Chairman McCaul Unveils Counterterrorism Strategy “A National Strategy to Win the War Against Islamist Terror”
Contains 100+ policy ideas and principles for fighting terrorism
WASHINGTON, D.C. – On the heels of Islamist terror attacks in the homeland this past weekend, House Homeland Security Committee Chairman Michael McCaul (R-TX) today unveiled his counterterrorism strategy, entitled A National Strategy to Win the War Against Islamist Terror. Chairman McCaul’s nonpartisan strategy contains over 100 policy ideas, recommendations, and principles for fighting terrorism.
The ideas put forward in the McCaul strategy were developed in consultation with an array of national security experts on both sides of the aisle. They are not “Republican” or “Democrat” ideas, but rather common-sense solutions for better protecting Americans.
Chairman McCaul: “As radical Islamist terror continues to sweep the globe, it has become clear that we are not winning the overall fight against it. There are now more terrorist foot soldiers and safe havens than any time in modern history, and our enemies have alarming momentum. They are reaching deep into the heart of the Western world—including our own communities—to spread their hateful ideology and perpetrate violent acts. Just this weekend we saw again that our homeland remains a terrorist target, and they have attacked our allies in places like Paris, Brussels, Nice, and beyond. Yet in recent years our strategy and policies have failed to roll back the threat, let alone contain it. That is why I’ve produced a new, national counterterrorism strategy aimed at reversing the tide of terror and protecting our great nation. The eyes of the world are now upon us, and American leadership is needed to defeat this evil. My plan is a guidepost—for Congress and the next president—to do what is needed to win this generational struggle.”
Overview of the Strategy
The McCaul strategy contains 100+ policy ideas and principles for fighting terrorism. Some are new, while others are abandoned policies we need to revive in order to protect America and its interests overseas against the surging terror threat.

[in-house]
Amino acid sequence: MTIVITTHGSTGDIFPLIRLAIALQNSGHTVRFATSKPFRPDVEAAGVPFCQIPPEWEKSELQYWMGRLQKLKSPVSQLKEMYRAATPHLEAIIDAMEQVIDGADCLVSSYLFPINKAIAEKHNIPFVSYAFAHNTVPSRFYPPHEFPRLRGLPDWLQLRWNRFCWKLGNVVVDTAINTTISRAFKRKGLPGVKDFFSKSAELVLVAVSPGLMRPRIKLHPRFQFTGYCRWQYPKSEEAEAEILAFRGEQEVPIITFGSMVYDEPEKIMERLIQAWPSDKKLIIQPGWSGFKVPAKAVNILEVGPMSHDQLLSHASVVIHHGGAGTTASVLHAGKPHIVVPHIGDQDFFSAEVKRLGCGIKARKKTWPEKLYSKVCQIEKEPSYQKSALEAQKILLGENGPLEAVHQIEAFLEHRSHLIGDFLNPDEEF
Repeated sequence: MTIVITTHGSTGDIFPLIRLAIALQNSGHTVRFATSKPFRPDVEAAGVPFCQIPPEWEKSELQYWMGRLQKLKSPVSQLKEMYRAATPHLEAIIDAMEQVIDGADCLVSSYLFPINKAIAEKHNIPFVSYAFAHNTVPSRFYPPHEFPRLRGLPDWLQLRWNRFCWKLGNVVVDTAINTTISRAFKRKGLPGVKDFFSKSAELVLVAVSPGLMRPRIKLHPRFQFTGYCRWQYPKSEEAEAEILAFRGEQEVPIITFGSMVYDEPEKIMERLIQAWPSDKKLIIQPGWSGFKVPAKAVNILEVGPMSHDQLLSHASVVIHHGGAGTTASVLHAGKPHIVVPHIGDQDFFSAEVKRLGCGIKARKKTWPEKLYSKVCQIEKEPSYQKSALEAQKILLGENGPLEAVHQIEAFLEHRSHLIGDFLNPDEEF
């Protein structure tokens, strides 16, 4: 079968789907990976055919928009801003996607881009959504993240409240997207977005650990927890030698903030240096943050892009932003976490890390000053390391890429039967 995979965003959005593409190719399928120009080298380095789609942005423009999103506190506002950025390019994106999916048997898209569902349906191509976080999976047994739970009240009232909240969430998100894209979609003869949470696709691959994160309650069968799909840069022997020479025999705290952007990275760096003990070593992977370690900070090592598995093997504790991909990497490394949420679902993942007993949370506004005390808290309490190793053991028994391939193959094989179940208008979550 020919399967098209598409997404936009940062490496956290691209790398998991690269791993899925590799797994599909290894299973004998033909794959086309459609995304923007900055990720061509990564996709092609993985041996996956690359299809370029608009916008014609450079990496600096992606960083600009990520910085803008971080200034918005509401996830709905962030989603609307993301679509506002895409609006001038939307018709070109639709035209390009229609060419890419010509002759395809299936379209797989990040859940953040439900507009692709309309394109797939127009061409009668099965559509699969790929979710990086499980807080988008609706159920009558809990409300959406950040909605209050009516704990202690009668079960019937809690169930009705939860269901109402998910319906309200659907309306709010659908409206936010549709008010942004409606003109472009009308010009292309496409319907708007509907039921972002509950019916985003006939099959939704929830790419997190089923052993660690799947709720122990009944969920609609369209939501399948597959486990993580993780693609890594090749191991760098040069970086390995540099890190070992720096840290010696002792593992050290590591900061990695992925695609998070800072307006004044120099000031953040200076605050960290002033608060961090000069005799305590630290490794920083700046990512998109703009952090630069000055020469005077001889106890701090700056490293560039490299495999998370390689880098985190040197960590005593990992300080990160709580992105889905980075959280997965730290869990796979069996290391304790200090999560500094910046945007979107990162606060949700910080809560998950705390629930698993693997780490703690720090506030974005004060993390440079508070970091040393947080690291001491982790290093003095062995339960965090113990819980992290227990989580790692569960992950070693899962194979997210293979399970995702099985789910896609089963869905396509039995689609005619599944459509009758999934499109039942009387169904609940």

The document is built around clear objectives: defend the homeland, defeat terrorists, and deny extremists the opportunity to re-emerge. It presents nine counterterrorism priorities, or “means,” needed to achieve the “ends” described above, including:
- Thwart attacks and protect our communities
- Stop recruitment and radicalization at home
- Keep terrorists out of America
- Take the fight to the enemy
- Combat terrorist travel and cut off financial resources
- Deny jihadists access to weapons of mass destruction
- Block terrorists from returning to the battlefield
- Prevent the emergence of new networks and safe havens
- Win the battle of ideas
This counterterrorism strategy is different than those that came before it. President Bush released a strategy for combating terrorism in 2003, and President Obama released one in 2011. Both are now outdated.
- This strategy is written to keep pace with an evolving enemy. It proposes ways to fight terrorist propaganda online; counter homegrown radicalization; deal with terrorists’ use of encryption; and help communities better protect against IEDs, active shooter plots, and other changing terror tactics.
- This strategy aims to bring our homeland security policies into the digital age. It proposes to improve the screening of foreign visitors, immigrants, and refugees using new technologies and better intelligence—including social media—to keep terrorists from infiltrating our country.
- This strategy focuses on breaking the Islamist terror movement—not just defeating one group. Our nation’s last official counterterrorism strategy focused almost exclusively on al Qaeda, leaving us blind to the rise of ISIS. This plan is designed to go after Islamist terrorists, regardless of location or branding.
The bottom line is this: we cannot accept Islamist terror attacks as “the new normal.” We must defeat the perpetrators. The McCaul strategy makes clear that we are facing a long, generational struggle, but we should wage it with the same resolve we showed in defeating other totalitarian ideologies, including communism and fascism.
The full strategy is available, here.
A two-pager summary of the strategy is available, here.